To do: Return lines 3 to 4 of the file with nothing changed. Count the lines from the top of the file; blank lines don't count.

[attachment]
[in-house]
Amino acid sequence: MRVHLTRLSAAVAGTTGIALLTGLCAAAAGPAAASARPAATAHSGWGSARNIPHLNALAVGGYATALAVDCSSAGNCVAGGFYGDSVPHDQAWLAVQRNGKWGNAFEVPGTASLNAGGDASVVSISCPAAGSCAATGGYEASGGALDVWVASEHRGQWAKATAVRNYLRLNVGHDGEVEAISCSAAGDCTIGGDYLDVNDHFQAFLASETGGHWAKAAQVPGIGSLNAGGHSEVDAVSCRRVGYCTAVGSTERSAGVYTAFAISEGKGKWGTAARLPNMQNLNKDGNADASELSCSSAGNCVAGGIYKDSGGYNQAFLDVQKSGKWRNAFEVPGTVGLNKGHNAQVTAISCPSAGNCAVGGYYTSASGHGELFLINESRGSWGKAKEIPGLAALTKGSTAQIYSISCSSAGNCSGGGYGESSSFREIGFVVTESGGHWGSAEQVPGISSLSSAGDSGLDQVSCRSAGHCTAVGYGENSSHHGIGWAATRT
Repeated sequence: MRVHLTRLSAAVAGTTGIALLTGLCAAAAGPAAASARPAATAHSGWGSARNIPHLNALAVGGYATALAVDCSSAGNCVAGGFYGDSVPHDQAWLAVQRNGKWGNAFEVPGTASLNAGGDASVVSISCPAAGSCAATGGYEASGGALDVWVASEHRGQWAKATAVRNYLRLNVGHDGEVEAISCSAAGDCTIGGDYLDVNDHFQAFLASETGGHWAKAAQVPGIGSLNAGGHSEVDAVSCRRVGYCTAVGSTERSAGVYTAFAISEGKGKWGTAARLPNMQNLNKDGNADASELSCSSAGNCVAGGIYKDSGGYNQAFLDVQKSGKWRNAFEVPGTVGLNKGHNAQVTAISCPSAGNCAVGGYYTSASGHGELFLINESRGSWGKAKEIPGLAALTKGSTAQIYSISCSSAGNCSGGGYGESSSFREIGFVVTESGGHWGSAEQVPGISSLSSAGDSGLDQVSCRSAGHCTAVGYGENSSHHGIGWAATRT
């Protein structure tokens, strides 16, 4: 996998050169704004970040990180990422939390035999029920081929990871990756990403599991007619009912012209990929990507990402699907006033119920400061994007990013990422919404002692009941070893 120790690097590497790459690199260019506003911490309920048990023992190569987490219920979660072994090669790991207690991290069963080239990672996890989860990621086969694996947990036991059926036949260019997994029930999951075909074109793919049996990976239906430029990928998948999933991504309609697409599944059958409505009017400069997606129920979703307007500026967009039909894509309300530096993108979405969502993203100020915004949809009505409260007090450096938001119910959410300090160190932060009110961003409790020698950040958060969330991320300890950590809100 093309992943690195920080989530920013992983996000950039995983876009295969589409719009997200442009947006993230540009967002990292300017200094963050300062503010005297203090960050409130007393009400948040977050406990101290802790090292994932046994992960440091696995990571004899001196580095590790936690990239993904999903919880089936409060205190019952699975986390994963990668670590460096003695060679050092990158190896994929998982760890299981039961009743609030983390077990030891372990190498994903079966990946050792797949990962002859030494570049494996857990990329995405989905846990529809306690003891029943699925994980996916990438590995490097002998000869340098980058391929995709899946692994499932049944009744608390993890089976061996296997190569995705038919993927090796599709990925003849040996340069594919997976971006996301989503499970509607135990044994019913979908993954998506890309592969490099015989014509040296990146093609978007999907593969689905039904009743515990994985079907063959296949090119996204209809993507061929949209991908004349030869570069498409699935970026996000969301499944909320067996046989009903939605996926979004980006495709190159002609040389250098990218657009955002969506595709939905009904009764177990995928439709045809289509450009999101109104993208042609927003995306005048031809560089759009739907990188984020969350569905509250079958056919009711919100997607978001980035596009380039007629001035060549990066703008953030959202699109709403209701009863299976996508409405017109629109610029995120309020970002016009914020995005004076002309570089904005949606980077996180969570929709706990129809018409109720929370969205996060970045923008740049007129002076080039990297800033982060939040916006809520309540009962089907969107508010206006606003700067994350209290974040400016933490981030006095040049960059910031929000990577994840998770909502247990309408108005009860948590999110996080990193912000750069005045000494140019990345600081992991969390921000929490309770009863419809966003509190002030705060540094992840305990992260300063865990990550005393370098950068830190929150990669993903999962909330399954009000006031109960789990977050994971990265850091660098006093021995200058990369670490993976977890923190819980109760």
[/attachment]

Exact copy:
Repeated sequence: MRVHLTRLSAAVAGTTGIALLTGLCAAAAGPAAASARPAATAHSGWGSARNIPHLNALAVGGYATALAVDCSSAGNCVAGGFYGDSVPHDQAWLAVQRNGKWGNAFEVPGTASLNAGGDASVVSISCPAAGSCAATGGYEASGGALDVWVASEHRGQWAKATAVRNYLRLNVGHDGEVEAISCSAAGDCTIGGDYLDVNDHFQAFLASETGGHWAKAAQVPGIGSLNAGGHSEVDAVSCRRVGYCTAVGSTERSAGVYTAFAISEGKGKWGTAARLPNMQNLNKDGNADASELSCSSAGNCVAGGIYKDSGGYNQAFLDVQKSGKWRNAFEVPGTVGLNKGHNAQVTAISCPSAGNCAVGGYYTSASGHGELFLINESRGSWGKAKEIPGLAALTKGSTAQIYSISCSSAGNCSGGGYGESSSFREIGFVVTESGGHWGSAEQVPGISSLSSAGDSGLDQVSCRSAGHCTAVGYGENSSHHGIGWAATRT
């Protein structure tokens, strides 16, 4: 996998050169704004970040990180990422939390035999029920081929990871990756990403599991007619009912012209990929990507990402699907006033119920400061994007990013990422919404002692009941070893 120790690097590497790459690199260019506003911490309920048990023992190569987490219920979660072994090669790991207690991290069963080239990672996890989860990621086969694996947990036991059926036949260019997994029930999951075909074109793919049996990976239906430029990928998948999933991504309609697409599944059958409505009017400069997606129920979703307007500026967009039909894509309300530096993108979405969502993203100020915004949809009505409260007090450096938001119910959410300090160190932060009110961003409790020698950040958060969330991320300890950590809100 093309992943690195920080989530920013992983996000950039995983876009295969589409719009997200442009947006993230540009967002990292300017200094963050300062503010005297203090960050409130007393009400948040977050406990101290802790090292994932046994992960440091696995990571004899001196580095590790936690990239993904999903919880089936409060205190019952699975986390994963990668670590460096003695060679050092990158190896994929998982760890299981039961009743609030983390077990030891372990190498994903079966990946050792797949990962002859030494570049494996857990990329995405989905846990529809306690003891029943699925994980996916990438590995490097002998000869340098980058391929995709899946692994499932049944009744608390993890089976061996296997190569995705038919993927090796599709990925003849040996340069594919997976971006996301989503499970509607135990044994019913979908993954998506890309592969490099015989014509040296990146093609978007999907593969689905039904009743515990994985079907063959296949090119996204209809993507061929949209991908004349030869570069498409699935970026996000969301499944909320067996046989009903939605996926979004980006495709190159002609040389250098990218657009955002969506595709939905009904009764177990995928439709045809289509450009999101109104993208042609927003995306005048031809560089759009739907990188984020969350569905509250079958056919009711919100997607978001980035596009380039007629001035060549990066703008953030959202699109709403209701009863299976996508409405017109629109610029995120309020970002016009914020995005004076002309570089904005949606980077996180969570929709706990129809018409109720929370969205996060970045923008740049007129002076080039990297800033982060939040916006809520309540009962089907969107508010206006606003700067994350209290974040400016933490981030006095040049960059910031929000990577994840998770909502247990309408108005009860948590999110996080990193912000750069005045000494140019990345600081992991969390921000929490309770009863419809966003509190002030705060540094992840305990992260300063865990990550005393370098950068830190929150990669993903999962909330399954009000006031109960789990977050994971990265850091660098006093021995200058990369670490993976977890923190819980109760």